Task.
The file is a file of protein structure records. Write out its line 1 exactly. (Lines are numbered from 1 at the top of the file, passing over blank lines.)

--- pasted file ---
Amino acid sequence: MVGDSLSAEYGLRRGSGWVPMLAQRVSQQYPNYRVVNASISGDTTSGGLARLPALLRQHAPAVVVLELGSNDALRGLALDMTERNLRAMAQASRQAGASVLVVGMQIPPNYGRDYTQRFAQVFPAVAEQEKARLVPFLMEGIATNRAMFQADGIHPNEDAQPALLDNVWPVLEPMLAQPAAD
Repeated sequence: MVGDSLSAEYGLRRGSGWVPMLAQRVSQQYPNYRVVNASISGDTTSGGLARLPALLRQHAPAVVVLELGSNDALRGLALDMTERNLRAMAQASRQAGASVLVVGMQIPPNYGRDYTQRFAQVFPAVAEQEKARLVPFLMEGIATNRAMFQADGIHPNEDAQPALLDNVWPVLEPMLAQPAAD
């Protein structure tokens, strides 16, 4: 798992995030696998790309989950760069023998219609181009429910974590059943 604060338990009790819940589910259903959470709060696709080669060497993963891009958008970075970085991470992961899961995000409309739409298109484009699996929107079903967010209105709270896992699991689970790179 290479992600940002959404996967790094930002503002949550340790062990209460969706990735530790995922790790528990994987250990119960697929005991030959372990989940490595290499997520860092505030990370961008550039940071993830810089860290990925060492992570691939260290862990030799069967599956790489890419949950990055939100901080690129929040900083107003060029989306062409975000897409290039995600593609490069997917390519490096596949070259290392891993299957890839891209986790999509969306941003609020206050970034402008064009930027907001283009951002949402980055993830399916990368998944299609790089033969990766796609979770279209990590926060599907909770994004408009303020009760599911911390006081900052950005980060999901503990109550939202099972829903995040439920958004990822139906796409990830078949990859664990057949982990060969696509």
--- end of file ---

Amino acid sequence: MVGDSLSAEYGLRRGSGWVPMLAQRVSQQYPNYRVVNASISGDTTSGGLARLPALLRQHAPAVVVLELGSNDALRGLALDMTERNLRAMAQASRQAGASVLVVGMQIPPNYGRDYTQRFAQVFPAVAEQEKARLVPFLMEGIATNRAMFQADGIHPNEDAQPALLDNVWPVLEPMLAQPAAD